Sake, a Japanese tradition

A 36 year old aged sake, Junmai Koshu
“What the hell is this?” That’s what I imagine a lot of people are thinking when seeing a bottle of sake… However, in the time that I discovered this drink I learned that it really is a fantastic drink with a wide array of different types and flavors.

First of all, what is sake exactly? Well, sake is a Japanese rice wine, but the method of making it is closer to brewing than wine making. The main difference with beer brewing (besides another fermentation process) is that sake is made with rice instead of barley and that in most cases it has more ABV than many beers (not including barley wines and quads of course).

Sake is a pure Japanese tradition, but as you’ll read breweries are popping up all over the world. One of these examples is the Sequoia sake brewery in San Francisco. They make Junmai sake with glacier-carved Yosemite water, rice grown in Sacramento Valley and an heirloom Koji (yeast). Combining the Japanese craft with local ingredients!

Like in a lot of beverages sakes has tons of varieties. Going from a table wine sake (Futsu-Shu) to a premium sake (Tokutei Meisho-Shu). As most decent sake you can buy in Europe or USA is mainly premium sake I’ll stay with this type.

Premium sake can be classified in 6 main classes:
No added alcohol
Junmai Daiginjo-Shu (Pure rice, no added alcohol, super premium brew) – rice polishing below 50%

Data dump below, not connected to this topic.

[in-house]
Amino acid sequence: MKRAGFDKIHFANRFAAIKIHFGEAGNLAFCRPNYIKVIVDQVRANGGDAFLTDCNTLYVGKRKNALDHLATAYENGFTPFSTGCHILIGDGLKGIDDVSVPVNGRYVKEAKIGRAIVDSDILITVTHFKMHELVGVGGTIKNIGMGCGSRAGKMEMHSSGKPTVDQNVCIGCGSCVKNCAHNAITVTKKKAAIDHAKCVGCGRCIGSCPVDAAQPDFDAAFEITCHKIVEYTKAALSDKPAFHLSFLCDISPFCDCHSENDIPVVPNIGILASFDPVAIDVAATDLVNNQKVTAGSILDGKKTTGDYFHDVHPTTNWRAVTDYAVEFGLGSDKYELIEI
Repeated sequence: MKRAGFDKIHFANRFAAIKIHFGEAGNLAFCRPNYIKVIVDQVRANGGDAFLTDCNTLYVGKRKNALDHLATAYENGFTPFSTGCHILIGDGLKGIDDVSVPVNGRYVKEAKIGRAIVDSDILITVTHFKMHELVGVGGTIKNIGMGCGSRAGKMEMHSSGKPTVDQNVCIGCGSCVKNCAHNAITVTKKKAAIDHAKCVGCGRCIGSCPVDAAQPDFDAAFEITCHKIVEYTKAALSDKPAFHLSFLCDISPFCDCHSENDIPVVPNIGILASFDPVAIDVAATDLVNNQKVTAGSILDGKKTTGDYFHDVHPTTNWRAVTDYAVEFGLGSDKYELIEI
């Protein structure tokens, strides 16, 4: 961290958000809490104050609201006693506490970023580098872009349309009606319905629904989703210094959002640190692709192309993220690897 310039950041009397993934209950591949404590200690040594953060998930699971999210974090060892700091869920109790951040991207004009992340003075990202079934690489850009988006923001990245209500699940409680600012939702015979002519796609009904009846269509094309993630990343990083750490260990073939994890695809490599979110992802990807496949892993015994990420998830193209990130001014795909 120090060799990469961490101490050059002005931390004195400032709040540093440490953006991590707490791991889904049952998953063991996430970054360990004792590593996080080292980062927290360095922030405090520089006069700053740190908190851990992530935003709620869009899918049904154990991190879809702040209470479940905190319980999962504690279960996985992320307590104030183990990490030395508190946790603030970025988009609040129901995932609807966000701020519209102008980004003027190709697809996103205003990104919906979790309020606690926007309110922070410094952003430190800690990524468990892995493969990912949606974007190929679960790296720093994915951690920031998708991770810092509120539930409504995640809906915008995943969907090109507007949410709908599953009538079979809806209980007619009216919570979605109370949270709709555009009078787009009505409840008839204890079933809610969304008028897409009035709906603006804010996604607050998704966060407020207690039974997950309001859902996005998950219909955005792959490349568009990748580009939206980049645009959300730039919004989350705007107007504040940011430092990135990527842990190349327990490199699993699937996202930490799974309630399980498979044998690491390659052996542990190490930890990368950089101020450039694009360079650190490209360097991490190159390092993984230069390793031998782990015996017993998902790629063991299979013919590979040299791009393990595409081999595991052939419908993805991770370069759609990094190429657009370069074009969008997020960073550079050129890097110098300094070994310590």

Junmai Ginjo-Shu (Pure rice, no added alcohol, high premium brew) – rice polishing below 60%
Junmai-Shu (Pure rice, no added alcohol, premium brew) – rice polishing below 70%

Alcohol added
Daiginjo-Shu (Pure rice, distilled alcohol added, super premium brew) – rice polishing below 50%
Ginjo-Shu (Pure rice, distilled alcohol added, high premium brew) – rice polishing below 60%
Honjozo-Shu (Pure rice, distilled alcohol added, premium brew) – rice polishing below 70%

The difference in these classes is that the first 3 are brewed in the original sake brewing method, whereas the last 3 are made by adding a small bit of distilled alcohol. Cheap sake has a lot of added alcohol as well, but in this premium segment only a small bit is added to balance aromas and enrich flavor.

Tasting a Junmai Kimoto Daiginjō muroka nama genshu kiokezake
Just like a lot of beer brewers, sake brewers are experimenting with different finishes. This can go form clean and clear sake (Seishu) to undiluted sake (Genshu) and even barrel aged sake (Taruzake).

A while ago I had a sake with one of these special finishes, the Omiji Kijoshu sake (aged for 36 years) by brewery Omi Shuzo. It’s a Junmai Koshu (aged sake) with an ABV of 17%.

This aged sake is not specifically barrel aged, it’s aged like we age our ports.
The aroma does have a few similarities with old port. Ranging from a nice caramel and Madeira finish to a coffee burn feel in the mouth, not something I expected from a sake to be honest. This matches great with chocolate and blue cheese, just a flavor bomb of food pairing.

As you can read, it’s a whole different world of drinks I’ve just started to explore. Tell me, what are your experiences with sake? Do you have any must tries?

Btw, If you want to know more about sake, definitely follow this blog: www.desmaakvanjapan.be (Dutch only)

Trying a Junmai Ginjo with some Okonomiyaki pancakes

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